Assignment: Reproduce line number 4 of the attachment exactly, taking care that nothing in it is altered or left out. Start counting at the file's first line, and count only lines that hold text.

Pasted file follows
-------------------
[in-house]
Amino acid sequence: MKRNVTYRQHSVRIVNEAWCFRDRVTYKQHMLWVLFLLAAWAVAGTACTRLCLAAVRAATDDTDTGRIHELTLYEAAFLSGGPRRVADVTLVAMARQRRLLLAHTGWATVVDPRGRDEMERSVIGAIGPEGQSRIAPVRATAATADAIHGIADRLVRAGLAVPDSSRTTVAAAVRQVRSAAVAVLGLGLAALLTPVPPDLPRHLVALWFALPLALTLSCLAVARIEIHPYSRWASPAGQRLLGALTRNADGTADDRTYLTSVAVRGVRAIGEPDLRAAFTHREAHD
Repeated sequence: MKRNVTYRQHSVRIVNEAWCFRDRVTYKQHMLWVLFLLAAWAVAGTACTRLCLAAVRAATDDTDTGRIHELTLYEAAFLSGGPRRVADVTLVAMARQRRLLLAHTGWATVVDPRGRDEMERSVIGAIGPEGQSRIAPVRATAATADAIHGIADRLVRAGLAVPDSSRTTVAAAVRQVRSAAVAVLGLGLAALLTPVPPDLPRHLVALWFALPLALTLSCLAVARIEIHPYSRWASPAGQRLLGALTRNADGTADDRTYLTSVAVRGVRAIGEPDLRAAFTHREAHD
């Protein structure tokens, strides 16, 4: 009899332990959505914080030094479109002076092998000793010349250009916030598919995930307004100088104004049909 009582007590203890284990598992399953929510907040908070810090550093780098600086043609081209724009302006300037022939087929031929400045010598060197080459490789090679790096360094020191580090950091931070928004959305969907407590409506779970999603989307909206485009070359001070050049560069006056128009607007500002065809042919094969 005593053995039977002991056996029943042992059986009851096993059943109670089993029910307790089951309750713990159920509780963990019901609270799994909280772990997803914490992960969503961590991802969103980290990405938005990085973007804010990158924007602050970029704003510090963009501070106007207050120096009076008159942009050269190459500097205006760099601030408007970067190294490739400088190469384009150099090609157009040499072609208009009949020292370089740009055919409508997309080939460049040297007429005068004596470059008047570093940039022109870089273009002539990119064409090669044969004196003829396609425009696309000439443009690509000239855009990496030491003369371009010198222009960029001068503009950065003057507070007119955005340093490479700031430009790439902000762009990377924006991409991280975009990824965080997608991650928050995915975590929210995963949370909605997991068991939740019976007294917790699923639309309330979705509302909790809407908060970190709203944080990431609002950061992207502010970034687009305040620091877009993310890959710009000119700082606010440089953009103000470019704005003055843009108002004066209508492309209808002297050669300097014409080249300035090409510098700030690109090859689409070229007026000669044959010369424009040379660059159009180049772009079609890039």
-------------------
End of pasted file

């Protein structure tokens, strides 16, 4: 009899332990959505914080030094479109002076092998000793010349250009916030598919995930307004100088104004049909 009582007590203890284990598992399953929510907040908070810090550093780098600086043609081209724009302006300037022939087929031929400045010598060197080459490789090679790096360094020191580090950091931070928004959305969907407590409506779970999603989307909206485009070359001070050049560069006056128009607007500002065809042919094969 005593053995039977002991056996029943042992059986009851096993059943109670089993029910307790089951309750713990159920509780963990019901609270799994909280772990997803914490992960969503961590991802969103980290990405938005990085973007804010990158924007602050970029704003510090963009501070106007207050120096009076008159942009050269190459500097205006760099601030408007970067190294490739400088190469384009150099090609157009040499072609208009009949020292370089740009055919409508997309080939460049040297007429005068004596470059008047570093940039022109870089273009002539990119064409090669044969004196003829396609425009696309000439443009690509000239855009990496030491003369371009010198222009960029001068503009950065003057507070007119955005340093490479700031430009790439902000762009990377924006991409991280975009990824965080997608991650928050995915975590929210995963949370909605997991068991939740019976007294917790699923639309309330979705509302909790809407908060970190709203944080990431609002950061992207502010970034687009305040620091877009993310890959710009000119700082606010440089953009103000470019704005003055843009108002004066209508492309209808002297050669300097014409080249300035090409510098700030690109090859689409070229007026000669044959010369424009040379660059159009180049772009079609890039």